The Robert Wood Johnson Foundation Commission to Build a Healthier America is examining how we live our lives and how the surrounding social, economic and physical environment can affect our health.
This chartbook examines the health of our children from different socioeconomic backgrounds in every state to document how healthy our nation's children are now and how healthy they could be if we as a nation were realizing our full health potential.
Children's health is the foundation for health throughout life, and measures of child health are important indicators of the overall health of our nation. This chartbook provides state and national data on two important and widely-used measures of children’s health: infant mortality and children’s general health status as reported by their parents.
This report also compares the current state of children’s health in the United States to achievable national benchmarks. For infant mortality, this national benchmark is set at the current lowest rate of infant mortality seen in any state among mothers with 16 or more years of schooling. For children’s general health status, the national benchmark is set at the lowest rate in any state of less than optimal health among children in families that both were higher income and practiced healthy behaviors. The gap between where we could be as a nation and the current status of children’s health represents unrealized health potential.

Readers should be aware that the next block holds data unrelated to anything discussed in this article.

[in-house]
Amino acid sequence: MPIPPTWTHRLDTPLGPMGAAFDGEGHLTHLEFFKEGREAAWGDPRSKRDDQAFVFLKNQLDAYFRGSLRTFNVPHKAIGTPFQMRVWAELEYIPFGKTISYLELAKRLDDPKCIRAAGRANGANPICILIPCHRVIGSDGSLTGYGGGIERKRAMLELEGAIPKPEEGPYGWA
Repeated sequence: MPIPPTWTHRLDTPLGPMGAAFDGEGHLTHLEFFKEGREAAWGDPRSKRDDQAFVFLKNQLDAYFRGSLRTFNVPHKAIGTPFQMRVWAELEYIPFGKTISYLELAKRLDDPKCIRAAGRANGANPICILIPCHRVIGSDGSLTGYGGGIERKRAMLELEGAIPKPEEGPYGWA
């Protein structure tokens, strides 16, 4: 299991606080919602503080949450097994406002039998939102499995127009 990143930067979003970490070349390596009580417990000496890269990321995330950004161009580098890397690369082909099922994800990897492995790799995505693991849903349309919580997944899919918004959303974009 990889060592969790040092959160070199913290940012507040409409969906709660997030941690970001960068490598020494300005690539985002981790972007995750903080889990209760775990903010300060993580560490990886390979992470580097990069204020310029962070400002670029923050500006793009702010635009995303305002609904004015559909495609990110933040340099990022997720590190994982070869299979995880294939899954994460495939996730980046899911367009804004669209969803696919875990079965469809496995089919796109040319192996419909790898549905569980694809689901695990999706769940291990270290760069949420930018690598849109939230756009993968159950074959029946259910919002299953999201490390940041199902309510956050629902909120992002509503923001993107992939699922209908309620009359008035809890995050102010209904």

The data illustrate a consistent and striking pattern of incremental improvements in health with increasing levels of family income and educational attainment: As family income and levels of education rise, health improves. In almost every state, shortfalls in health are greatest among children in the poorest or least educated households, but even middle-class children are less healthy than children with greater advantages.
The differences in health between children growing up in the most advantaged social and economic conditions and all others contribute to unrealized health potential in every state. And there is room for improvement even in the most advantaged groups, as indicated by comparison with national health benchmarks reflecting a level of good health that should be attainable for all children in every state.